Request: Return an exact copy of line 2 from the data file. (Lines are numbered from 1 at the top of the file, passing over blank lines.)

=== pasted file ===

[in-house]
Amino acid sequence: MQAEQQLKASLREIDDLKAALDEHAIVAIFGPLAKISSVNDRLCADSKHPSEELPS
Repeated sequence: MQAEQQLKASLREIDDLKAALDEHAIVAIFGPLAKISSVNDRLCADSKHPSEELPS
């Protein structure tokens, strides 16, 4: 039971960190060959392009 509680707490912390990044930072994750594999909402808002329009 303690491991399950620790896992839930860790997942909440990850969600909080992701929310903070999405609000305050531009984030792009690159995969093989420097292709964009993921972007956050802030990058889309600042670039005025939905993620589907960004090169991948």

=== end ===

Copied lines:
Amino acid sequence: MQAEQQLKASLREIDDLKAALDEHAIVAIFGPLAKISSVNDRLCADSKHPSEELPS